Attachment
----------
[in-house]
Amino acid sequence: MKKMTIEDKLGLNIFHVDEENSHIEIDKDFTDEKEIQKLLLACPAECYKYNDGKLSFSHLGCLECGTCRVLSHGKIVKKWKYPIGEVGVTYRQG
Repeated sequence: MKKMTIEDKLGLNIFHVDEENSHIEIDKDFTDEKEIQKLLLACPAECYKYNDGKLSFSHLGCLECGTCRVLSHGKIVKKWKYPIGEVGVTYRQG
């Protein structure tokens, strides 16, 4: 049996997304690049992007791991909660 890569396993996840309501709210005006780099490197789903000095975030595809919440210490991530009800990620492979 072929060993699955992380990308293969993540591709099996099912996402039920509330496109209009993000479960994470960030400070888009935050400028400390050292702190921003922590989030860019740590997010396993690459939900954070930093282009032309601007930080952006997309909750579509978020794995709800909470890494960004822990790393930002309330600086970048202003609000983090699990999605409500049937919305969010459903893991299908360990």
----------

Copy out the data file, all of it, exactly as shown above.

[in-house]
Amino acid sequence: MKKMTIEDKLGLNIFHVDEENSHIEIDKDFTDEKEIQKLLLACPAECYKYNDGKLSFSHLGCLECGTCRVLSHGKIVKKWKYPIGEVGVTYRQG
Repeated sequence: MKKMTIEDKLGLNIFHVDEENSHIEIDKDFTDEKEIQKLLLACPAECYKYNDGKLSFSHLGCLECGTCRVLSHGKIVKKWKYPIGEVGVTYRQG
């Protein structure tokens, strides 16, 4: 049996997304690049992007791991909660 890569396993996840309501709210005006780099490197789903000095975030595809919440210490991530009800990620492979 072929060993699955992380990308293969993540591709099996099912996402039920509330496109209009993000479960994470960030400070888009935050400028400390050292702190921003922590989030860019740590997010396993690459939900954070930093282009032309601007930080952006997309909750579509978020794995709800909470890494960004822990790393930002309330600086970048202003609000983090699990999605409500049937919305969010459903893991299908360990």